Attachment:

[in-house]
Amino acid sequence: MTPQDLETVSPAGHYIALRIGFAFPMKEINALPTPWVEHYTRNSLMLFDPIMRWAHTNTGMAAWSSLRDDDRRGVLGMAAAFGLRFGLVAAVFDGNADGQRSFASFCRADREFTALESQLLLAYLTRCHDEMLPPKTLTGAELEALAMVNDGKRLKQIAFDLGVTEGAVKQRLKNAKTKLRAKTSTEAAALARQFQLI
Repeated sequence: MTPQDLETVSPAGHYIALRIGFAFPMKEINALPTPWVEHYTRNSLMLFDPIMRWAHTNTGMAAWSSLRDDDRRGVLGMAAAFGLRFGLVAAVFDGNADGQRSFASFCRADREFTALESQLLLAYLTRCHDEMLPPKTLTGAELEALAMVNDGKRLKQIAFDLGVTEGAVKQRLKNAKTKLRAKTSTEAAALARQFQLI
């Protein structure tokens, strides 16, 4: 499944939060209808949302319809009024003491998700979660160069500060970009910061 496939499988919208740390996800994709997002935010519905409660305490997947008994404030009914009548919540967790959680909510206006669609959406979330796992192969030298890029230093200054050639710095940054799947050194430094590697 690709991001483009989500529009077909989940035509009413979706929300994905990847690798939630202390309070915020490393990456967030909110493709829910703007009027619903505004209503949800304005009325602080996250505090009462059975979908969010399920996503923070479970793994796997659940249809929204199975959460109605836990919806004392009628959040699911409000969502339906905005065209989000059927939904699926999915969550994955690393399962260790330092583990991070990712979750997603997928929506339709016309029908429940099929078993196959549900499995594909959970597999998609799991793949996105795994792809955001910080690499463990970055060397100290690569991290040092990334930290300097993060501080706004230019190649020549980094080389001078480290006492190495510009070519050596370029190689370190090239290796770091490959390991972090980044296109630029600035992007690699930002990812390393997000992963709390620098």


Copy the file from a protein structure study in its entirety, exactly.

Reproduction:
[in-house]
Amino acid sequence: MTPQDLETVSPAGHYIALRIGFAFPMKEINALPTPWVEHYTRNSLMLFDPIMRWAHTNTGMAAWSSLRDDDRRGVLGMAAAFGLRFGLVAAVFDGNADGQRSFASFCRADREFTALESQLLLAYLTRCHDEMLPPKTLTGAELEALAMVNDGKRLKQIAFDLGVTEGAVKQRLKNAKTKLRAKTSTEAAALARQFQLI
Repeated sequence: MTPQDLETVSPAGHYIALRIGFAFPMKEINALPTPWVEHYTRNSLMLFDPIMRWAHTNTGMAAWSSLRDDDRRGVLGMAAAFGLRFGLVAAVFDGNADGQRSFASFCRADREFTALESQLLLAYLTRCHDEMLPPKTLTGAELEALAMVNDGKRLKQIAFDLGVTEGAVKQRLKNAKTKLRAKTSTEAAALARQFQLI
């Protein structure tokens, strides 16, 4: 499944939060209808949302319809009024003491998700979660160069500060970009910061 496939499988919208740390996800994709997002935010519905409660305490997947008994404030009914009548919540967790959680909510206006669609959406979330796992192969030298890029230093200054050639710095940054799947050194430094590697 690709991001483009989500529009077909989940035509009413979706929300994905990847690798939630202390309070915020490393990456967030909110493709829910703007009027619903505004209503949800304005009325602080996250505090009462059975979908969010399920996503923070479970793994796997659940249809929204199975959460109605836990919806004392009628959040699911409000969502339906905005065209989000059927939904699926999915969550994955690393399962260790330092583990991070990712979750997603997928929506339709016309029908429940099929078993196959549900499995594909959970597999998609799991793949996105795994792809955001910080690499463990970055060397100290690569991290040092990334930290300097993060501080706004230019190649020549980094080389001078480290006492190495510009070519050596370029190689370190090239290796770091490959390991972090980044296109630029600035992007690699930002990812390393997000992963709390620098």